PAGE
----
Liberal pundits and Democratic politicians have been attacking the Bush administration over Enron's collapse for months now, often with little or no substance to back up their allegations. By far the worst offender on this count has been Sen. Ernest "Fritz" Hollings, D-S.C., who has lied about the administration's connections to the company, misrepresented the Bush budget and transformed the word "Enron" into a piece of jargon to attack the president.
Hollings' most appalling dissembling came in a Feb. 4 press conference, when he falsely claimed that a number of Bush advisors had been "on the payroll" of Enron, including Treasury Secretary Paul O'Neill and Office of Management and Budget Director Mitch Daniels. As Rush Limbaugh pointed out on his show Monday, Hollings said, "Mitch Daniels [has been] on the payroll of Enron ... An Enron advisor ... He was on the payroll prior to coming here as secretary of the treasury: Mr. Paul O'Neill." Neither man, however, has even been an employee or paid consultant to Enron. This allegation is totally false.
In an appearance on "Face the Nation" this past Sunday, however, Hollings continued his dissembling. Asked about the Daniels allegation, he corrected himself and said he meant to say that Daniels served on the board of directors of pharmaceutical company Eli Lilly with Ken Lay. "I meant to say that Mitch Daniels was on the Ken Lay payroll rather than the Enron payroll." But simply serving on a board with Ken Lay, of course, hardly puts Mitch Daniels "on the Ken Lay payroll." Asked about O'Neill, Hollings denied even having made the accusation. "I don't remember saying that about the secretary of the treasury because I don't remember his connections at all," he stated. The tape of the press conference (which is getting play on Limbaugh's show) proves otherwise.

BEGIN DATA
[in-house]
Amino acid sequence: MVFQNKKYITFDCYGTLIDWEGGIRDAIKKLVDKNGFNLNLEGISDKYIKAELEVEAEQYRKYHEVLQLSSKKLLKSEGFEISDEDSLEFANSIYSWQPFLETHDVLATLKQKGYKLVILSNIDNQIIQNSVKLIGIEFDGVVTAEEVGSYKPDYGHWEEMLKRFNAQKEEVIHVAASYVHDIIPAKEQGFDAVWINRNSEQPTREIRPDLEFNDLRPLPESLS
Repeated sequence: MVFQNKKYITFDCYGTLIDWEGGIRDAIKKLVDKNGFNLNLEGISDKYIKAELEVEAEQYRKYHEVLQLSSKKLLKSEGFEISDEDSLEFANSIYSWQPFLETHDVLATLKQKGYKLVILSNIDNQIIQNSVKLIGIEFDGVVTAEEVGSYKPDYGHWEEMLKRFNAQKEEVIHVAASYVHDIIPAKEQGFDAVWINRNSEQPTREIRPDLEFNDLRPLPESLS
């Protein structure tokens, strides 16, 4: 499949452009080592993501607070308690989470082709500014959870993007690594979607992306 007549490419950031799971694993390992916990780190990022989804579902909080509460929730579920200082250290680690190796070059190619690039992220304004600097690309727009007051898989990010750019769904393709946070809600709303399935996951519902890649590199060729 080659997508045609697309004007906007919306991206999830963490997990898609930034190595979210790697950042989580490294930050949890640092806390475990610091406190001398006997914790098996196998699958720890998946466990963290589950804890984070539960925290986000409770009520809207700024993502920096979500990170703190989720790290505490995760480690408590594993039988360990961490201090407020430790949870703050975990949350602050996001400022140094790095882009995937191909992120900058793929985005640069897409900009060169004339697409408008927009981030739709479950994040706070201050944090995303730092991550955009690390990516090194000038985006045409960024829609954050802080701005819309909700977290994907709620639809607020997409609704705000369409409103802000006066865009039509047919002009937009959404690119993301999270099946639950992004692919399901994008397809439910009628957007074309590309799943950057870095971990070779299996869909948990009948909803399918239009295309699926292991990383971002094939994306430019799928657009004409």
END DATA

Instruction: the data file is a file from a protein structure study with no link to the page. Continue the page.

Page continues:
These false attacks are just part of a series of Enron-related dissembling from Hollings. He also said on "Face the Nation" that he had caught Daniels trying to hide the size of the federal deficit at a budget committee hearing. "[Daniels] said, 'Oh yeah. We hid it, but you found it,'" Hollings stated. "Now you've got that Enron accounting thing."
What Hollings actually found, however, is that the Bush administration did not report as part of the government's operating deficit funds spent from the Social Security and Medicare surpluses on other projects. This is a common budget practice that has been used by every administration since the Social Security and Medicare trust funds started running surpluses. And Daniels did not attempt to hide it. He said to Hollings in the hearing, "You're correctly pointing out that when you also add to the operating deficit those accruing interest obligations we owe to various trust funds that the overall gross debt does increase by that amount." This isn't "Enron accounting," but an honest explanation of a complex budgetary issue. Fritz Hollings has proven he's more interested in connecting his political opponents and their policies to the much-hated Enron than engaging in honest and fair debate.
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